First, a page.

07 April 2021

Engage Breakfast with Jim McInnes

At our latest Laidlaw Centre for Church Leadership Engage breakfast we had the privilege of hearing from Laidlaw MTh graduate Jim McInnes. He returned to New Zealand after six years on staff with The Vine Church in Hong Kong as associate pastor, and shares his reflections...

Hong Kong: The Challenges of Ministering Amidst Political Turmoil

Jim McInnes

How do you open a seven-week sermon series on justice in a church in Hong Kong when you know that six days ago protesters stormed the local government legislative chambers in anger at a government they saw as unresponsive to the public and a puppet of Beijing? Do you issue a public statement as a church when the central government then imposes a draconian National Security Law on Hong Kong in order to suppress political dissent, knowing that such a statement may have repercussions for the church and its members? These were just two of many difficult questions that faced us as a church leadership team as we sought to minister courageously and authentically into a deeply-divided political context.

That seven-week sermon series touched repeatedly on current events. How could it not? We called on those in authority to govern with mercy, righteousness and justice. We also reiterated the disturbing command of Jesus to “love your enemies and pray for those who persecute you.” Those words took on new meaning in the midst of weekly clashes between protesters and police. One local young adult approached me a week after I had challenged those fighting for justice not to take up the tools of the enemy. “Your sermon made me so angry,” he said. “I felt hatred for the police. But God convicted me this week. Please keep preaching the truth pastor Jim. We need to hear it.” There was gratitude and desperation in his voice. I was humbled and reminded of why we preach. I was also conscious that local young people were fighting for precious freedoms that were slipping from their grasp. We did issue a public statement as a church leadership in response to the National Security Law.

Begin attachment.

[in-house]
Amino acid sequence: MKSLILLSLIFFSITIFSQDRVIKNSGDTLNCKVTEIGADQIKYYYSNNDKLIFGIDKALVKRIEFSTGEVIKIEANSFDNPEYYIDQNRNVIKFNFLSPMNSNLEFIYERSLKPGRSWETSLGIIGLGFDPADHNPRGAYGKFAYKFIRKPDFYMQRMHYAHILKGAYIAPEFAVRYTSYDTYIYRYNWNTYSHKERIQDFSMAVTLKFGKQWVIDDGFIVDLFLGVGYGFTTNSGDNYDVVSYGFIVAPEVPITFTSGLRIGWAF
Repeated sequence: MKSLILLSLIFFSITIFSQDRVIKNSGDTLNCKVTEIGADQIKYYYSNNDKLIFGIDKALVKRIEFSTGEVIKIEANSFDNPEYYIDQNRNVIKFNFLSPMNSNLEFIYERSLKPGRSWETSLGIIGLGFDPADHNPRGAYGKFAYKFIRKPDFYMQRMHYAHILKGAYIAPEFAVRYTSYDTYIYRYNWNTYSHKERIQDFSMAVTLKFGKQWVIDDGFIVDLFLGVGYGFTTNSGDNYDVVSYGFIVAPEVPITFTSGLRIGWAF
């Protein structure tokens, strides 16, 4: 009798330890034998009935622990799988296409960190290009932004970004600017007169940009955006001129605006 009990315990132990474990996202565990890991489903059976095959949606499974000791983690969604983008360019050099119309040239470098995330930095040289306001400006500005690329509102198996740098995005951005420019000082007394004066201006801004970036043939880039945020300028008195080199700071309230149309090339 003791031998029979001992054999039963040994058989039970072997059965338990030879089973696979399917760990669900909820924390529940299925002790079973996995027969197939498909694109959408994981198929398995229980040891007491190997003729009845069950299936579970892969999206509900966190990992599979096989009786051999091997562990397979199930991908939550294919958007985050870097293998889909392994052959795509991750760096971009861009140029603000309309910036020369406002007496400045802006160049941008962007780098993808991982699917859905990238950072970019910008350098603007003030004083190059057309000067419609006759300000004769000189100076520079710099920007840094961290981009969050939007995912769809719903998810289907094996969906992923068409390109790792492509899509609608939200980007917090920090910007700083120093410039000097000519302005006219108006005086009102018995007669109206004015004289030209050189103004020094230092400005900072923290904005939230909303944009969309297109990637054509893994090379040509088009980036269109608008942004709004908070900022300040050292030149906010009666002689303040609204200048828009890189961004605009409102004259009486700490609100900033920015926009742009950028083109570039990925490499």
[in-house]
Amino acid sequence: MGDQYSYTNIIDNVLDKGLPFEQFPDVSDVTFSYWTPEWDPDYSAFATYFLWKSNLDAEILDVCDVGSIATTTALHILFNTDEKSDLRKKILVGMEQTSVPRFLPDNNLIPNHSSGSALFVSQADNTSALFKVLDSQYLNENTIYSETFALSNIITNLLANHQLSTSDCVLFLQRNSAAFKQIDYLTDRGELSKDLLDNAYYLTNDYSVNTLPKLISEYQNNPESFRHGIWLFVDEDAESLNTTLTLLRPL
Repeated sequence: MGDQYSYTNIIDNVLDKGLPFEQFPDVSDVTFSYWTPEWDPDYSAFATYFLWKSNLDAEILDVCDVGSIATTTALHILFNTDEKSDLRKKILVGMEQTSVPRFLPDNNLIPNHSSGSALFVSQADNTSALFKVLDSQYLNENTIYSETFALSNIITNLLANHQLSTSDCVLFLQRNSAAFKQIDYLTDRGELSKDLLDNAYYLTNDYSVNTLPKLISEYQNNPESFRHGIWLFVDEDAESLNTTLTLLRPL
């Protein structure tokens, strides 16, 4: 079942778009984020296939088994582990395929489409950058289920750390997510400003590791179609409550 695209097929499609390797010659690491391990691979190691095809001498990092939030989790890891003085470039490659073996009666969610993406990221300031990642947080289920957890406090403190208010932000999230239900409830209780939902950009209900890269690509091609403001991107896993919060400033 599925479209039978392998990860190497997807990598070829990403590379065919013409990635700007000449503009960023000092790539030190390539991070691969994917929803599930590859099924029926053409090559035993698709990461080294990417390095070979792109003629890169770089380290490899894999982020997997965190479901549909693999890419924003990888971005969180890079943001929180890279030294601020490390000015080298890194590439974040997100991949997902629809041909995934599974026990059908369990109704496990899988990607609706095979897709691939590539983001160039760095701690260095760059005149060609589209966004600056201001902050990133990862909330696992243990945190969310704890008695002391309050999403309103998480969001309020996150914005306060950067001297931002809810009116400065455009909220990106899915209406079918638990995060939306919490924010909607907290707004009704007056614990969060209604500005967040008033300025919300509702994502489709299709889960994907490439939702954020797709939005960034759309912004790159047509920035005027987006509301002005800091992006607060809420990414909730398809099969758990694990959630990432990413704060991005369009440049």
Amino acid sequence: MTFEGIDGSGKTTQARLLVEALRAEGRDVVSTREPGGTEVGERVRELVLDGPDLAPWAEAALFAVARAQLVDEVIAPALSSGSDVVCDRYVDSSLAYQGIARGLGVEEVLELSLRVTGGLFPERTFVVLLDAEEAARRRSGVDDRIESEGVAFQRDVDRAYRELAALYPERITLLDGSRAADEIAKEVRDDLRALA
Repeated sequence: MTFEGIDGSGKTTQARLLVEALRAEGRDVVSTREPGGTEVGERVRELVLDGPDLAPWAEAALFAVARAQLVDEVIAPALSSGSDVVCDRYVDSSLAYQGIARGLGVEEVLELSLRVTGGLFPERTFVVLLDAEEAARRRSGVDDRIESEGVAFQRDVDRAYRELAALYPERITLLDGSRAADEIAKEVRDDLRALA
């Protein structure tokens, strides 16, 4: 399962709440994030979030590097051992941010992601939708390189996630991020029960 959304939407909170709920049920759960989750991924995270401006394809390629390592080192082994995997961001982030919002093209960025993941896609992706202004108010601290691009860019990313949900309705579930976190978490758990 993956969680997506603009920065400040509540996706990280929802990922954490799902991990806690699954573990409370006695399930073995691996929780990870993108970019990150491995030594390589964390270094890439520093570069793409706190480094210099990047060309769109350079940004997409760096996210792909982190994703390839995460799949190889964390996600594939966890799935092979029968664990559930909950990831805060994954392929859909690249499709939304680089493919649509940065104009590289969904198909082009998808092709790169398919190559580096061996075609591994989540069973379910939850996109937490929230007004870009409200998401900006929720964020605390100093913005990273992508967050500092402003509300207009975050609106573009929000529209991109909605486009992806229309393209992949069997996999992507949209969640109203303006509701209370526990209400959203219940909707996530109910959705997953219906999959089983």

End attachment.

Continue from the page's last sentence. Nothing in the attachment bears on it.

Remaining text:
The role of a pastor in the midst of political turmoil is complex. To do or say nothing is an abdication of Christian leadership, as one denomination learned when thirty youth leaders resigned together in protest at the tactical silence of their senior leadership. However, even if you speak up you certainly can’t please everyone. We had to quickly come to terms with the fact that we would offend some church members regardless of how sensitive, balanced and biblically faithful we strove to be. We also had to learn to hold together pastoral and prophetic functions: we had a duty on the one hand to pastor sensitively, including helping keep believers in loving communion with one another across an angry divide; while on the other hand prophetically speaking truth to power and naming the issues of public justice.

New Zealand may not be facing the kind of political crisis that is unfolding in Hong Kong, but there is no shortage of divisive issues down-under that polarise people, even believers. To preach and pastor is a privilege that carries with it the responsibility to wrestle with real-world issues that test Christian character and convictions. May God give us all the wisdom, courage and the grace needed to comfort, challenge and walk faithfully with those who look to us for leadership, love and truth.